- Cutting the ends of your hair doesn't affect the follicles in your scalp, which determines hair growth
- Rather than making it shiny, cold or hot water rinses don't alter hair
- No matter what, your scalp will always produce the same amount of oil
Switching shampoos often? Shivering through a cold rinse? It's time to rethink your routines.
Myth #1: Frequent trims make your hair grow faster.
Cutting the ends of your hair doesn't affect the follicles in your scalp, which determine how fast and how much your hair grows, says Paradi Mirmirani, MD, assistant professor of dermatology at the University of California, San Francisco. Hair grows an average of a quarter-inch every month -- whether or not you cut it. Regular trims might make your hair look a little longer, though. Getting rid of split ends reduces hair breakage, and breakage is what makes hair look thinner at the ends (and shorter), says Matt Fugate, a hairstylist at Sally Hershberger Downtown in New York City. Every eight to 12 weeks, ask your stylist to take off the minimum necessary to eliminate split ends.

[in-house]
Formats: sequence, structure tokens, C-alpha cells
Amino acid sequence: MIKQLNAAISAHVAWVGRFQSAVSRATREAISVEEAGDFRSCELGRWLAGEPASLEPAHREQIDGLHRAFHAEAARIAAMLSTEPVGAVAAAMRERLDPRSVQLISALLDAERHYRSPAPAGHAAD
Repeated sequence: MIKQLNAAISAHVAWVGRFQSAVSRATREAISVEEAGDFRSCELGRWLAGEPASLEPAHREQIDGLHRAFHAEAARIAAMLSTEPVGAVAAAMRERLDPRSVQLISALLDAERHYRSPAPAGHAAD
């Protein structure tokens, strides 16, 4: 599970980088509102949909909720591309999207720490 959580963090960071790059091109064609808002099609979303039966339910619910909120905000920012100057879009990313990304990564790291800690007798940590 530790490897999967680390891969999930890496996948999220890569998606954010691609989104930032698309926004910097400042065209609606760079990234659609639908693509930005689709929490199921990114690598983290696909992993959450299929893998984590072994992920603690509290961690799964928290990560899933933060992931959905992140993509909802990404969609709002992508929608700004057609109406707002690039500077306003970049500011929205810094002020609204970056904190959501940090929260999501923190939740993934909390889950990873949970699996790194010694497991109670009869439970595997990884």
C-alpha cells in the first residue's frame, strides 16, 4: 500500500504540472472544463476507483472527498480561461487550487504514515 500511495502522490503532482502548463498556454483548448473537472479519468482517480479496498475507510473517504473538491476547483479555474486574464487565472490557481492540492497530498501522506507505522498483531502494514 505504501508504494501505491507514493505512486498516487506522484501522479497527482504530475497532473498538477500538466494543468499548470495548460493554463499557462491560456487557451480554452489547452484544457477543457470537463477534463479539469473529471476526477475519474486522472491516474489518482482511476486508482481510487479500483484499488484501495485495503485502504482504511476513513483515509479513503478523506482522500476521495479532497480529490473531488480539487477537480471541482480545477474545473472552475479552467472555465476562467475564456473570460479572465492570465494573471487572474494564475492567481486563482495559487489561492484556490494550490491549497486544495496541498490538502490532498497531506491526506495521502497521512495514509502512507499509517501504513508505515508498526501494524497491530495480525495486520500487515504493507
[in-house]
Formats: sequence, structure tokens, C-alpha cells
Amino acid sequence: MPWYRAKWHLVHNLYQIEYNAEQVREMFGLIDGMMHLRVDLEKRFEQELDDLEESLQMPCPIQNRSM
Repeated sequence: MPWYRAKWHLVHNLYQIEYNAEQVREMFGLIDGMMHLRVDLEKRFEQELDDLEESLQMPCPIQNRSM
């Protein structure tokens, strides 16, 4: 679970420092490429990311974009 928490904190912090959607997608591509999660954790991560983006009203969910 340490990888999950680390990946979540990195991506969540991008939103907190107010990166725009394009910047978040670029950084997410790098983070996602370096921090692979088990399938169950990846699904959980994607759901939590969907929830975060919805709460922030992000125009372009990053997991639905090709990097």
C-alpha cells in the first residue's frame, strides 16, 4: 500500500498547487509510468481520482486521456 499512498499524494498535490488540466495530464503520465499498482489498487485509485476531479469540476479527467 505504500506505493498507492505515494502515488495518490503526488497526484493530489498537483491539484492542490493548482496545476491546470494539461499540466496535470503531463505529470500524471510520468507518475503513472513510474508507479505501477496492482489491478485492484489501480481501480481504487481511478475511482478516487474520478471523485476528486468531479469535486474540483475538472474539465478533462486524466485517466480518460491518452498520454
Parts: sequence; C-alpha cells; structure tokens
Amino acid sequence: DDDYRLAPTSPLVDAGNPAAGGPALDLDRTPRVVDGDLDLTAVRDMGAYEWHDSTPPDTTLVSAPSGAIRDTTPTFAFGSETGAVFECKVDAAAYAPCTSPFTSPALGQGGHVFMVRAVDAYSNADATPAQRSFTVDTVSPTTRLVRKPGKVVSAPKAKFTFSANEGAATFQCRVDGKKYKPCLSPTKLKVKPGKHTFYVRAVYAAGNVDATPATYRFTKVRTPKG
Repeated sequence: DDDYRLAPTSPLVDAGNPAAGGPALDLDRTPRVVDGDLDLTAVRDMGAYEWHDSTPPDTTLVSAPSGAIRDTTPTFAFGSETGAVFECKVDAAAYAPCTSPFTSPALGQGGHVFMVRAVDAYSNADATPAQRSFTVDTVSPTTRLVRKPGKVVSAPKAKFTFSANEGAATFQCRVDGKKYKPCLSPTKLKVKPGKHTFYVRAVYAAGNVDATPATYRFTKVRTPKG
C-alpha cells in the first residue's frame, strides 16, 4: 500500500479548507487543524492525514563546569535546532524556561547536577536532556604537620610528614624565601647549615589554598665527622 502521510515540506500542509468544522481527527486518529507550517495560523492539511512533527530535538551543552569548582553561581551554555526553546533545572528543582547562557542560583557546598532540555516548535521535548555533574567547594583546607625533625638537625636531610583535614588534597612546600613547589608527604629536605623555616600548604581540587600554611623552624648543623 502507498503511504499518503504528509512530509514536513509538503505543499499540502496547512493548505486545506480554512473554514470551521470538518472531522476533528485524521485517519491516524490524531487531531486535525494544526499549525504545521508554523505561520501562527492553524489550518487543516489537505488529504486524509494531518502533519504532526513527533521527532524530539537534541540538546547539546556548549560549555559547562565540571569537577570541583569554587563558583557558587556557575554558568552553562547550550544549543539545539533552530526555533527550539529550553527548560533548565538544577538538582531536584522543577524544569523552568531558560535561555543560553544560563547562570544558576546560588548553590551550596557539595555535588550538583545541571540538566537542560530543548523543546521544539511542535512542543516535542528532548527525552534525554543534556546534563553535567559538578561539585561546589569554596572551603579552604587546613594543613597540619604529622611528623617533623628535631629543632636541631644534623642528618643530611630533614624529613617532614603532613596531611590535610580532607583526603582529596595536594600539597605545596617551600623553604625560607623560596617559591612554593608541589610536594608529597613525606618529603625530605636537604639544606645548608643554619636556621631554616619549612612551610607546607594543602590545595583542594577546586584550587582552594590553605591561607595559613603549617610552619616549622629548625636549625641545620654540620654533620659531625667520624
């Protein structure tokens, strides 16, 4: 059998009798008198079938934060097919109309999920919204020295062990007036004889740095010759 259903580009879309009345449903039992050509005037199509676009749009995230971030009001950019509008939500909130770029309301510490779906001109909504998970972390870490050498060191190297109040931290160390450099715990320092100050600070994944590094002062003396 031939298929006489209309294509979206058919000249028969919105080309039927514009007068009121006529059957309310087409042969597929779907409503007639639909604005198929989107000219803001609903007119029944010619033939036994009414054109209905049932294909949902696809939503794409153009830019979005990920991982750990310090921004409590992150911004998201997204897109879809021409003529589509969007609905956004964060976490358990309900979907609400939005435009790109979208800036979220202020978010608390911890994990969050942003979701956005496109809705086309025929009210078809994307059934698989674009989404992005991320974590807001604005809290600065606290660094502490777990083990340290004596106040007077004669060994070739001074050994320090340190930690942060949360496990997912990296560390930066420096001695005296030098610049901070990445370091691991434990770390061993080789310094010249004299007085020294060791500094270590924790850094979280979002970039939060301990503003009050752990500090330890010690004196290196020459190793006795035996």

Myth #2: If you always use the same shampoo, eventually it will stop working.
You don't need to practice shampoo rotation to keep your hair clean. But if you've recently started coloring your hair or increased your use of hot tools, it might be a good idea to switch to a more moisturizing shampoo, says Mirmirani. Otherwise, stick with your favorite as long as you love it.
Myth #3: A cold-water rinse makes your hair shinier.
Hairstylists love to spread this gospel. Their rationale: The icy water will make the cuticle of your hair close so it's flat (and light-reflective), not ruffled (and dull-looking). Yo